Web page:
The earth has music for those that listen
Storms Make Trees Take Deeper Roots
Does anyone know about ducks please? Just contemplating next March and the re-introduction of Chickens and Ducks to our family. The ducks themselves will probably be in the garden as well as the pen behind. The chickens will just be in the pen behind. So the ducks will need to mix with the chickens.
You don’t have a slug problem, you have a duck deficiency. — Bill Mollison
I’m told that ducks work well in gardens and certainly aid in a permaculture setting. Basically they love eating snails and slugs. They can nibble on young plants but are generally not as destructive as chickens! We don’t have the space in our garden – we do in the larger field but we don’t have any long lease on that land so we could lose it at anytime.
The question I want to ask is whether Aylesbury Ducks are any good in a permaculture environment? I wish I could go several breeds and see what works the best. I can’t though so I’ll stick with one breed. Probably go with Aylesbury unless anyone can offer other advice.
Whilst researching this I found this cracking post on Ducks in a permaculture setting in Scotland. Well worth a read.
The Aylesbury duck is a breed of domesticated duck, bred mainly for its meat and appearance. It is a large duck with pure white plumage, a pink bill, orange legs and feet, an unusually large keel, and a horizontal stance with its body parallel to the ground. The precise origins of the breed are unclear, but raising white ducks became popular in Aylesbury, Buckinghamshire, England, in the 18th century owing to the demand for white feathers as a filler for quilts. Over the 19th century selective breeding for size, shape and colour led to the Aylesbury duck.
- A place to live
Just asking the question. I have in the past worked with homeless folks and I am about to start working with a soup kitchen and it prompted me to ask the question once again.
Don’t give a bed, give them back a life
Inspired by the stunning coastline of Devon and Cornwall and the rugged landscape of Dartmoor, Kath uses sketches and photographs to create final pieces in her studio at home. Kath exhibits locally in Devon and Cornwall. She also undertakes private commissions.
Brilliant stunning and amazing colours. Visit Kath’s gallery. Her painting focuses on beaches and countryside around Cornwall, Devon and Dorset.
Supporting and Growing Community
Park Life Heavitree aims to bring together people from all walks of life in and around Heavitree Pleasure Ground in Exeter. We believe that the park acts as a ‘community glue’ and Park Life aims to build community and bring about social change through a range of facilities, activities and services.
This project is run by a couple of friends of mine, Owain and Kath Hadden and has grown from a small acorn. Take a look and enjoy. It is an exciting project with amazing vision.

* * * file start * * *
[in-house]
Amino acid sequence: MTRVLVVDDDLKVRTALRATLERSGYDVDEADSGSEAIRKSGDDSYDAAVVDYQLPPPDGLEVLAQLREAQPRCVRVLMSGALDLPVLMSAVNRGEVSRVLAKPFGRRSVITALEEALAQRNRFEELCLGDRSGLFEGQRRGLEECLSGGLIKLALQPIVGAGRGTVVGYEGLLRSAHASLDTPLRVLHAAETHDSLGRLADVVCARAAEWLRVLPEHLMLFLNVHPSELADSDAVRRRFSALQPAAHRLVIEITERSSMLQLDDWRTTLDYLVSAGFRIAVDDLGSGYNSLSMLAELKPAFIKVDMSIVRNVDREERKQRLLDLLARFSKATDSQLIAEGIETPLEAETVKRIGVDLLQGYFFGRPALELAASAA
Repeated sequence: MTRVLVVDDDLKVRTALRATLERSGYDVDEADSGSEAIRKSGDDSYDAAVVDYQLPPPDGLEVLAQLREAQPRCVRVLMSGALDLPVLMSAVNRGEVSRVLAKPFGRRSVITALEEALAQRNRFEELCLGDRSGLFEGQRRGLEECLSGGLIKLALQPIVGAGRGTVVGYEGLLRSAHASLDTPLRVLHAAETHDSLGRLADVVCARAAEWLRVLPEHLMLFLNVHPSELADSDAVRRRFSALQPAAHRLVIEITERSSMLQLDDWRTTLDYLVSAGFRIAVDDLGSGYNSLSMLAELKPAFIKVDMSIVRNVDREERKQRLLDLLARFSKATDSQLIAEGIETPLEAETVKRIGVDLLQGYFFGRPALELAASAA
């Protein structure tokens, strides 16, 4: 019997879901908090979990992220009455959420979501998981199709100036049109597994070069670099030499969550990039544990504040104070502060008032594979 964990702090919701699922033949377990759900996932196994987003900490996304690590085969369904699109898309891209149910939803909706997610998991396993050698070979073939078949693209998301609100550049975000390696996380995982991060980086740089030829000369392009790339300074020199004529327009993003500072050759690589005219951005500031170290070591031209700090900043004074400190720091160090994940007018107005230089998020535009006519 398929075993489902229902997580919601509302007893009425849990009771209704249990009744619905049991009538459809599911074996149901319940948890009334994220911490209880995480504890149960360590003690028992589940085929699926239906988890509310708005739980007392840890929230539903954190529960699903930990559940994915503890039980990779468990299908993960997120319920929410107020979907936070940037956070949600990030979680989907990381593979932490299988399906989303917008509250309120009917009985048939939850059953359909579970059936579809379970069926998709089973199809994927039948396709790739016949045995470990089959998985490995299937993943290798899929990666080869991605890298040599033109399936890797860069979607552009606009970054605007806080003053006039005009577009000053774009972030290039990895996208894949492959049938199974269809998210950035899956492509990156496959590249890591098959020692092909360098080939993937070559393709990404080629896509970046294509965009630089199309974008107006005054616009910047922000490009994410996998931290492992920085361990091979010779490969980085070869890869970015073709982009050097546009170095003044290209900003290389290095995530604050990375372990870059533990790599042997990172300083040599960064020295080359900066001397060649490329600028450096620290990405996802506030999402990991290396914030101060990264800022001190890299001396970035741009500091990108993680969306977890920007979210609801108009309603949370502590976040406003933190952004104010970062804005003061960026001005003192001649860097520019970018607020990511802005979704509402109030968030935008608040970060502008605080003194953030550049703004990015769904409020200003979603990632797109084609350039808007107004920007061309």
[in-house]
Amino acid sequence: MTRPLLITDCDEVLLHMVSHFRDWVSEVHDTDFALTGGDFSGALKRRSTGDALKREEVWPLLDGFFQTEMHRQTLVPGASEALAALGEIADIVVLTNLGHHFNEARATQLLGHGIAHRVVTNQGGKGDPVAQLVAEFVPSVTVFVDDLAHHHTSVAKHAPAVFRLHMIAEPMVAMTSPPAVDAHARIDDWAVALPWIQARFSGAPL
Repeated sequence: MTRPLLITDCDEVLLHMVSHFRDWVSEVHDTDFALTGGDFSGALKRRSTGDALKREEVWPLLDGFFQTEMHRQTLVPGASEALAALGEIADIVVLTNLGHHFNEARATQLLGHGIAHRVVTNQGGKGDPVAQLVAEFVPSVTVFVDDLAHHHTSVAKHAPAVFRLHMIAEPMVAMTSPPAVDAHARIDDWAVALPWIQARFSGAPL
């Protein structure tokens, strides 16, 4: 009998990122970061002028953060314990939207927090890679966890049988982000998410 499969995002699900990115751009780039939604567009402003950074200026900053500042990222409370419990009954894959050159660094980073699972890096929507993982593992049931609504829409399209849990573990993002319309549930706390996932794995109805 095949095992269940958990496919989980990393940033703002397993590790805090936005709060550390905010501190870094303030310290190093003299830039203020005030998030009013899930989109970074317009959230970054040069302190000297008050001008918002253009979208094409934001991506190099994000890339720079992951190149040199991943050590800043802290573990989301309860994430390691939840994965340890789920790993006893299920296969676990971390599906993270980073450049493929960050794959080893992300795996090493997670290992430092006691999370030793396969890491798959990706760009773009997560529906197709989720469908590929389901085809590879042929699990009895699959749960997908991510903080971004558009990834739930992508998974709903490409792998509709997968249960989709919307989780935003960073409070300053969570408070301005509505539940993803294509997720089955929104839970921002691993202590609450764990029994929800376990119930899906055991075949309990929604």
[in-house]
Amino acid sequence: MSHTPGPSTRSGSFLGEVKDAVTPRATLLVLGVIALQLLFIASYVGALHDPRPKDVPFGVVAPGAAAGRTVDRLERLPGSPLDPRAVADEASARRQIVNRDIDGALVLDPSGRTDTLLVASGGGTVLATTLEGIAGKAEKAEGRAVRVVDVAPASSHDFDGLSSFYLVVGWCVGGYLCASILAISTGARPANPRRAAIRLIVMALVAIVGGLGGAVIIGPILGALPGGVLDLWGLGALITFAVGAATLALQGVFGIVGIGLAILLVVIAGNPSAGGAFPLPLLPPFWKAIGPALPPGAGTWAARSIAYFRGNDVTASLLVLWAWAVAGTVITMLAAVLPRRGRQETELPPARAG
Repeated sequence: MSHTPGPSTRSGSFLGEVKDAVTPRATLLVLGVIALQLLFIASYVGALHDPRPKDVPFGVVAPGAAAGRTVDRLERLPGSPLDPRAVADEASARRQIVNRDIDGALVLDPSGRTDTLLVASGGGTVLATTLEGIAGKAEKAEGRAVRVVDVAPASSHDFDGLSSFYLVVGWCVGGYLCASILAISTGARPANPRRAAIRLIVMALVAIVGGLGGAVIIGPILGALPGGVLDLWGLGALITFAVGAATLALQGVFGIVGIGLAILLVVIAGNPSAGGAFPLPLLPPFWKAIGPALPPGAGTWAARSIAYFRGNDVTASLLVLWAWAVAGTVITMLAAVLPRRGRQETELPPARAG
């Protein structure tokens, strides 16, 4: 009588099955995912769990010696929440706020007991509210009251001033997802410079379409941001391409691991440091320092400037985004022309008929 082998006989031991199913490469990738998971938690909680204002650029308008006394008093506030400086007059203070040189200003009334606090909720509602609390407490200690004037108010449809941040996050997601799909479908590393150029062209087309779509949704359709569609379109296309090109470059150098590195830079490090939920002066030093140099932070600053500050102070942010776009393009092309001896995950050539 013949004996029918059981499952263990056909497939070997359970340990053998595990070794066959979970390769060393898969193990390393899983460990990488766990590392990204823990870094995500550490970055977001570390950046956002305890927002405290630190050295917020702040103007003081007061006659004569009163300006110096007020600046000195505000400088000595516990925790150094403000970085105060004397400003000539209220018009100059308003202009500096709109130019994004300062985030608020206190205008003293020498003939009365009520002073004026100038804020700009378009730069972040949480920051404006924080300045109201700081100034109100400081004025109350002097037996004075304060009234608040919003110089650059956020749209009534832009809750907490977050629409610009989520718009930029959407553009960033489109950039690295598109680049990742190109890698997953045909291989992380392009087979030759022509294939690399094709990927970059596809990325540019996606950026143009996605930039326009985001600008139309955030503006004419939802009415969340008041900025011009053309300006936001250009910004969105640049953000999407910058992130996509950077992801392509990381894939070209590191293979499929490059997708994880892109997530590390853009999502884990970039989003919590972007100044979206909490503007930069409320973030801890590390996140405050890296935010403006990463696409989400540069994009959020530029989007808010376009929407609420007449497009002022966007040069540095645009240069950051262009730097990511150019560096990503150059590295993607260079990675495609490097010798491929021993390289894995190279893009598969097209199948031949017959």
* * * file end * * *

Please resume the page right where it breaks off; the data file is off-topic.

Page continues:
The Secret of Change is a documentary series that follows a journey of discovery, exploring communities along the West Coast of North America that are adopting the model of Transition.
The Secret of Change is a six part web series. It follows Zoe and Chris’ journey as they explore the positive steps communities in Western North America are taking towards a more resilient and localised future.
This is the crowdfunding video for a new series called ‘The Secret of Change’. The Secret of Change is a new documentary series that follows the journey of two British filmmakers as they travel the West Coast of North America visiting Transition Towns and other grassroots sustainability initiatives, meeting the people involved and hearing their extraordinary stories. This series has, until now been completely self-funded. The success of this campaign will mean that the series can be published online for FREE so that as many people as possible can view the series.
Go and back them. This is very exciting.
One of my favourite birds and also one of the commonest. However, in recent years their urban population has fallen dramatically. Social birds that tend to nest in colonies they are happy to mix partners. They love being around people and don’t tend to stray far from them. They don’t migrate just move to the country! Their biggest enemy is the cat. But they equally love moths although they tend to be vegetarian.
Anyway, I love them and I’m hoping to put on an event in conjunction with World Sparrow Day.
Generally, sparrows are small, plump, brown-grey birds with short tails and stubby, powerful beaks. The differences between sparrow species can be subtle. Members of this family range in size from the chestnut sparrow (Passer eminibey), at 11.4 centimetres (4.5 in) and 13.4 grams (0.47 oz), to the parrot-billed sparrow (Passer gongonensis), at 18 centimetres (7.1 in) and 42 grams (1.5 oz). Sparrows are physically similar to other seed-eating birds, such as finches, but have a vestigial dorsal outer primary feather and an extra bone in the tongue. This bone, the preglossale, helps stiffen the tongue when holding seeds. Other adaptations towards eating seeds are specialised bills and elongated and specialised alimentary canals.
His intent was that now, through the church, the manifold wisdom of God should be made known to the rulers and authorities in the heavenly realms,
Ephesians 3 v 10
Manifold = Many faceted
If you have a large diamond with lots of facets on it, it will twinkle marvellously.
God has made us different because God is multi-faceted and wants to portrays his qualities in many different people. So he has put his wisdom in me in one way and in Anna my wife in another way.